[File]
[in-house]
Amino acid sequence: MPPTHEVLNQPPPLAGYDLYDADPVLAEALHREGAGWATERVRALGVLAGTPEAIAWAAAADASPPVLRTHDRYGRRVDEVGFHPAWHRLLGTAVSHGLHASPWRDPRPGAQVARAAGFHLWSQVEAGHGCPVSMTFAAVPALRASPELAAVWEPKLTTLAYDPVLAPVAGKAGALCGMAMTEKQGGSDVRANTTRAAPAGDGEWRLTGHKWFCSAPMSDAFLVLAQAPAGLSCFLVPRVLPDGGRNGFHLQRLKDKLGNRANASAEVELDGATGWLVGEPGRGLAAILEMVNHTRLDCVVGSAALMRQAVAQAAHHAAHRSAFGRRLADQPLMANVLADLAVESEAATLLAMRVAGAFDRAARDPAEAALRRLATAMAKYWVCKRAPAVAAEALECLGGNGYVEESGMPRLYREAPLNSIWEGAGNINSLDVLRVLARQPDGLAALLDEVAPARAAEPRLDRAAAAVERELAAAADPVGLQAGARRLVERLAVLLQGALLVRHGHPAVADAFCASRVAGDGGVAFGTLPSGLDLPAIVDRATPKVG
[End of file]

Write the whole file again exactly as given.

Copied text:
[in-house]
Amino acid sequence: MPPTHEVLNQPPPLAGYDLYDADPVLAEALHREGAGWATERVRALGVLAGTPEAIAWAAAADASPPVLRTHDRYGRRVDEVGFHPAWHRLLGTAVSHGLHASPWRDPRPGAQVARAAGFHLWSQVEAGHGCPVSMTFAAVPALRASPELAAVWEPKLTTLAYDPVLAPVAGKAGALCGMAMTEKQGGSDVRANTTRAAPAGDGEWRLTGHKWFCSAPMSDAFLVLAQAPAGLSCFLVPRVLPDGGRNGFHLQRLKDKLGNRANASAEVELDGATGWLVGEPGRGLAAILEMVNHTRLDCVVGSAALMRQAVAQAAHHAAHRSAFGRRLADQPLMANVLADLAVESEAATLLAMRVAGAFDRAARDPAEAALRRLATAMAKYWVCKRAPAVAAEALECLGGNGYVEESGMPRLYREAPLNSIWEGAGNINSLDVLRVLARQPDGLAALLDEVAPARAAEPRLDRAAAAVERELAAAADPVGLQAGARRLVERLAVLLQGALLVRHGHPAVADAFCASRVAGDGGVAFGTLPSGLDLPAIVDRATPKVG